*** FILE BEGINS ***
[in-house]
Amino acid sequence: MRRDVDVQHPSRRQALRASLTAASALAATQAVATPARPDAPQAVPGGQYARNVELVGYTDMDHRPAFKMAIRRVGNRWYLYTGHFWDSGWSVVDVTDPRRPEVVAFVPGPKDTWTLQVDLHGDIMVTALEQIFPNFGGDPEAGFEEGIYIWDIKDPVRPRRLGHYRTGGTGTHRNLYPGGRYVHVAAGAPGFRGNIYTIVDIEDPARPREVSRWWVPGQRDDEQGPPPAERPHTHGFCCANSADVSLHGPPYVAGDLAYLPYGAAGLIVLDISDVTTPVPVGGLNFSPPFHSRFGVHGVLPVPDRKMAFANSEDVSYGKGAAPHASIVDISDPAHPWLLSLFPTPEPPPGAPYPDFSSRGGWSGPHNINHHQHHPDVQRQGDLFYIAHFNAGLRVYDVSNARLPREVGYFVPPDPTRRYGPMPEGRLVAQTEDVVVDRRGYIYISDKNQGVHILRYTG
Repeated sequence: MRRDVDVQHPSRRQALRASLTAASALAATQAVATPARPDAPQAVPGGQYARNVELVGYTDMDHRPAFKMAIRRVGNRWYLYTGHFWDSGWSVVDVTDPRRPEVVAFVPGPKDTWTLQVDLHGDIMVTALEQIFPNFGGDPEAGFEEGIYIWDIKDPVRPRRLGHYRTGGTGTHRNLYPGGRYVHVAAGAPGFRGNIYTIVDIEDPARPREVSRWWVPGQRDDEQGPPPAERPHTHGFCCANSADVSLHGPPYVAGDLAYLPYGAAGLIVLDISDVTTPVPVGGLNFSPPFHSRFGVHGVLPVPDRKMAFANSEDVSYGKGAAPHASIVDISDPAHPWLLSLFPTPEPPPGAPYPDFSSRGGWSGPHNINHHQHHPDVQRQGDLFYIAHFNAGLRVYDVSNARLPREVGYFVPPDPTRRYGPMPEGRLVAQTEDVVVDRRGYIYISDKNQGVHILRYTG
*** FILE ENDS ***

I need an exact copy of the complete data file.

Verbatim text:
[in-house]
Amino acid sequence: MRRDVDVQHPSRRQALRASLTAASALAATQAVATPARPDAPQAVPGGQYARNVELVGYTDMDHRPAFKMAIRRVGNRWYLYTGHFWDSGWSVVDVTDPRRPEVVAFVPGPKDTWTLQVDLHGDIMVTALEQIFPNFGGDPEAGFEEGIYIWDIKDPVRPRRLGHYRTGGTGTHRNLYPGGRYVHVAAGAPGFRGNIYTIVDIEDPARPREVSRWWVPGQRDDEQGPPPAERPHTHGFCCANSADVSLHGPPYVAGDLAYLPYGAAGLIVLDISDVTTPVPVGGLNFSPPFHSRFGVHGVLPVPDRKMAFANSEDVSYGKGAAPHASIVDISDPAHPWLLSLFPTPEPPPGAPYPDFSSRGGWSGPHNINHHQHHPDVQRQGDLFYIAHFNAGLRVYDVSNARLPREVGYFVPPDPTRRYGPMPEGRLVAQTEDVVVDRRGYIYISDKNQGVHILRYTG
Repeated sequence: MRRDVDVQHPSRRQALRASLTAASALAATQAVATPARPDAPQAVPGGQYARNVELVGYTDMDHRPAFKMAIRRVGNRWYLYTGHFWDSGWSVVDVTDPRRPEVVAFVPGPKDTWTLQVDLHGDIMVTALEQIFPNFGGDPEAGFEEGIYIWDIKDPVRPRRLGHYRTGGTGTHRNLYPGGRYVHVAAGAPGFRGNIYTIVDIEDPARPREVSRWWVPGQRDDEQGPPPAERPHTHGFCCANSADVSLHGPPYVAGDLAYLPYGAAGLIVLDISDVTTPVPVGGLNFSPPFHSRFGVHGVLPVPDRKMAFANSEDVSYGKGAAPHASIVDISDPAHPWLLSLFPTPEPPPGAPYPDFSSRGGWSGPHNINHHQHHPDVQRQGDLFYIAHFNAGLRVYDVSNARLPREVGYFVPPDPTRRYGPMPEGRLVAQTEDVVVDRRGYIYISDKNQGVHILRYTG